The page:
Suppose $D\subseteq\mathbb R^2$ is an open disc (or generally a simply connected domain with a good boundary), and $f\colon D\to D$ is a bijection such that the images of collinear points are themselves collinear. Is it true that $f$ could always be extended into a homograph $\tilde f\colon\mathbb R\mathbb P^2\to\mathbb R\mathbb P^2$?


It's known that isometries of the Cayley-Klein model $\mathbb D^2$ of the hyperbolic plane are induced by homographies. Conversely, if a homography fixes the unit circle and maps $\mathbb D^2$ to $\mathbb D^2$, then it induces an isometry of the hyperbolic plane. The proof depends on the metric.

I need to know whether a general proposition is true, i.e., one can extend a local collineation to a global collineation, therefore a homograph in the real projective plane.

Any idea? Thanks!


I'd say the proposition holds.

Start by choosing a convex quadrilateral $ABCD$ and use its corners to define $E=AB\wedge CD$, $F=AD\wedge BC$ and $G=AC\wedge BD$. Choose the first four points in such a way that all these points lie within your region $R$ (which I rename since I used $D$ for a point). Now suppose you have a collineation which fixes $A, B, C, D$. Then it will fix $E, F, G$ as well, and you can do iterative bisections to prove that it fixes any point in the quadrilateral $ABCD$ is fixed as well:


You might need an infinite number of bisections to hit some “irrational” points, but you can show that collineations will preserve order and therefore must also fix any points which arise as the limit of infinite sequences.

Now suppose you had a collineation which mapped $R$ onto itself and $A,B,C,D$ onto some other points $A',B',C',D'$. Then there exists a unique homography which maps $A',B',C',D'$ to $A,B,C,D$. If you can show that this combined map is the identity, than you have proven that the first collineation has to be a homography as well, namely the inverse of the second.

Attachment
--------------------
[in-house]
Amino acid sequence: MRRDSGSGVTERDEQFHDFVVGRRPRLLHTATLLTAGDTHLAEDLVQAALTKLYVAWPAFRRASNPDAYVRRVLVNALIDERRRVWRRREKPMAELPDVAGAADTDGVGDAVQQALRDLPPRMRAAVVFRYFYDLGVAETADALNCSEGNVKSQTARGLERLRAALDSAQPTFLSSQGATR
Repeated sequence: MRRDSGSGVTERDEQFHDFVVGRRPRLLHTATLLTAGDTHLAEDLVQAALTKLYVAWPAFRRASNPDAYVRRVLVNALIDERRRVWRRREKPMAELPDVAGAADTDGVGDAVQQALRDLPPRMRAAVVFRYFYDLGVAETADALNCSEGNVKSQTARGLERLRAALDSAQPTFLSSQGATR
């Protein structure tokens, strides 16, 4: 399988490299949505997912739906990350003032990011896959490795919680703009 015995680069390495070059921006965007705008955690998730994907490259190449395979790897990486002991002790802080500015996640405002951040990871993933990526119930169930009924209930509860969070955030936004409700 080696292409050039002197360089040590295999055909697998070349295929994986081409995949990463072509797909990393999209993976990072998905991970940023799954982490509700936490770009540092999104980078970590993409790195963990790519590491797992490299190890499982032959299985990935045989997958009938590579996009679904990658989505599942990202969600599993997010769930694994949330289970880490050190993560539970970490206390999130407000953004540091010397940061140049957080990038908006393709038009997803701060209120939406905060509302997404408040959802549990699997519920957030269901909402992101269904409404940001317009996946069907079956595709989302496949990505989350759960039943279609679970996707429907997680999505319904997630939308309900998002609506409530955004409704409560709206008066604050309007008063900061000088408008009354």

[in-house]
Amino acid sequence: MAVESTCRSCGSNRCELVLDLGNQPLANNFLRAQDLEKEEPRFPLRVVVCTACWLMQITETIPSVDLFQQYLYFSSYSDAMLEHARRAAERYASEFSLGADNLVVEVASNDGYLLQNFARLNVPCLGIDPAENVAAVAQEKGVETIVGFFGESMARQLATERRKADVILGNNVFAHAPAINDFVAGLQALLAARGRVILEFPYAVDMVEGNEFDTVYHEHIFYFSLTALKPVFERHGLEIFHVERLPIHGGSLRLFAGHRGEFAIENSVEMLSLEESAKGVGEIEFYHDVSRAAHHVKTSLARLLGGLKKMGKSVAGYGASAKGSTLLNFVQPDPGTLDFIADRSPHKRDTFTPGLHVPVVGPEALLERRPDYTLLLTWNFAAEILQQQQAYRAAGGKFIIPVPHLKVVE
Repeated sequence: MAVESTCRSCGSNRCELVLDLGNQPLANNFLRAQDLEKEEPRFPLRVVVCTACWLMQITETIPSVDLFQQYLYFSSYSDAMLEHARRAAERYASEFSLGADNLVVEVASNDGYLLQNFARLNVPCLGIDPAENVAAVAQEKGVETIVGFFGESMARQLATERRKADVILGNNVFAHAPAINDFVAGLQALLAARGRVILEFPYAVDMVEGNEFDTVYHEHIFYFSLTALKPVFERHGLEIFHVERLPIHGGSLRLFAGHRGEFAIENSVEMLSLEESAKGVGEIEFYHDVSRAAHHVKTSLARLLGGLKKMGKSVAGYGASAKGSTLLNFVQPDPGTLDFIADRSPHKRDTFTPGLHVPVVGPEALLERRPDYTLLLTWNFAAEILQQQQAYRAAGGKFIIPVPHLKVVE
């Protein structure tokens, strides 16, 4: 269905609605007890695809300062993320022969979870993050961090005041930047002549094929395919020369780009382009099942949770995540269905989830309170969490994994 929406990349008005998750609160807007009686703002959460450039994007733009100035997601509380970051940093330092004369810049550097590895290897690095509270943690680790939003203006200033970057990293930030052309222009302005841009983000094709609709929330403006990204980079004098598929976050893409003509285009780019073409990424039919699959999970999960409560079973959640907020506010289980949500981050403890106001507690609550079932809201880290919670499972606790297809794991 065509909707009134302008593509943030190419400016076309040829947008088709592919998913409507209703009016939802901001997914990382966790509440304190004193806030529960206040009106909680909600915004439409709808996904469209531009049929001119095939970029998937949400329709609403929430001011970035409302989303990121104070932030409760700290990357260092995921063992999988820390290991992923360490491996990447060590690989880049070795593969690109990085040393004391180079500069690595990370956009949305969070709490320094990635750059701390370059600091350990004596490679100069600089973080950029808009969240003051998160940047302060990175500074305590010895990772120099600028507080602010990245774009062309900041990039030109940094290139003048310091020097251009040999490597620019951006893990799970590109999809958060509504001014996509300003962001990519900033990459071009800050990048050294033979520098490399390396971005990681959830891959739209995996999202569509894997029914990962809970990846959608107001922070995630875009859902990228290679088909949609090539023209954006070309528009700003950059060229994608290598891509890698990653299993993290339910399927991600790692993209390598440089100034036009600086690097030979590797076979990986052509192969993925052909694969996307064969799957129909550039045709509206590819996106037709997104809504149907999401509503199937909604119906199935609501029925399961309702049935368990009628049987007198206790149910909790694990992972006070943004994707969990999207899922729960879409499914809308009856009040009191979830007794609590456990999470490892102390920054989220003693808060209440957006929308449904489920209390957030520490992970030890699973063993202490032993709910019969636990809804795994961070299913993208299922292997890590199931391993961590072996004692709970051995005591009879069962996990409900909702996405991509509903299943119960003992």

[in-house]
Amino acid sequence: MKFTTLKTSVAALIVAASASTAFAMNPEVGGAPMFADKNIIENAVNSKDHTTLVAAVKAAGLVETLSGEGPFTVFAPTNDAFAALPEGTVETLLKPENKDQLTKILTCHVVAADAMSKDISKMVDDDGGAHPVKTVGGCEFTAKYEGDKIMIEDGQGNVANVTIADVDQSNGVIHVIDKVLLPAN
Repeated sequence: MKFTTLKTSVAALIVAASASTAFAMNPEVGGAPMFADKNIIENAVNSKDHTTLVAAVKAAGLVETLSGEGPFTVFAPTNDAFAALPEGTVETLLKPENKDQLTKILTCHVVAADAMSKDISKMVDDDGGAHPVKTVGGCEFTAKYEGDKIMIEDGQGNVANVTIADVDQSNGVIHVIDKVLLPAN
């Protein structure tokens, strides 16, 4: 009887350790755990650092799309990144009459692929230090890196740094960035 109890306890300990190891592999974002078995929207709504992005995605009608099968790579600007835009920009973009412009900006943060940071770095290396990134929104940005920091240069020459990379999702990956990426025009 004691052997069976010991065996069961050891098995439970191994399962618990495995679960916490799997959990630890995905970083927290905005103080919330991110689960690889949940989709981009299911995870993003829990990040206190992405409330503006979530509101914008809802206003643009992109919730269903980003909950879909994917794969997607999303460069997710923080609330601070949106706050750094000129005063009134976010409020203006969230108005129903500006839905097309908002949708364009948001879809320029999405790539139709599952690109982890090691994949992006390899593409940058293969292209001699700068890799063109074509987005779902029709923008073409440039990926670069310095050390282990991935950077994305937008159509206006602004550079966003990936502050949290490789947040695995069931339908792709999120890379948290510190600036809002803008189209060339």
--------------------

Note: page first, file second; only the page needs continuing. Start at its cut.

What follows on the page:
To show this, consider the case of $R$ being convex. Then you can describe evry point as the intersection of two distinct lines which both intersect the interior of $ABCD$. Since the points in $ABCD$ remain fixed, the lines remain fixed as well, and so does their intersection. So if $R$ is convex, then every point has to remain fixed under the combined transformation.

If $R$ is not convex, then you might have to describe far-away points as the intersection between lines which in turn are defined by other points and so on, until you end up with a set of defining points in $ABCD$. I guess one might have to work out the details here, to see what condition exactly a “good” boundary has to satisfy, but I'm pretty sure that any topological disk should do.

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    $\begingroup$ I think it even works for any domains (connected open regions), since $\mathbb R^2$ is locally path-connected and we can use consecutive discs to cover the path connecting two points. I haven't written up the rigorous proof. $\endgroup$ – Yai0Phah May 20 '14 at 12:36
  • $\begingroup$ By the way, it's unfair that such a good answer didn't accept desirable upvotes. $\endgroup$ – Yai0Phah May 20 '14 at 12:37

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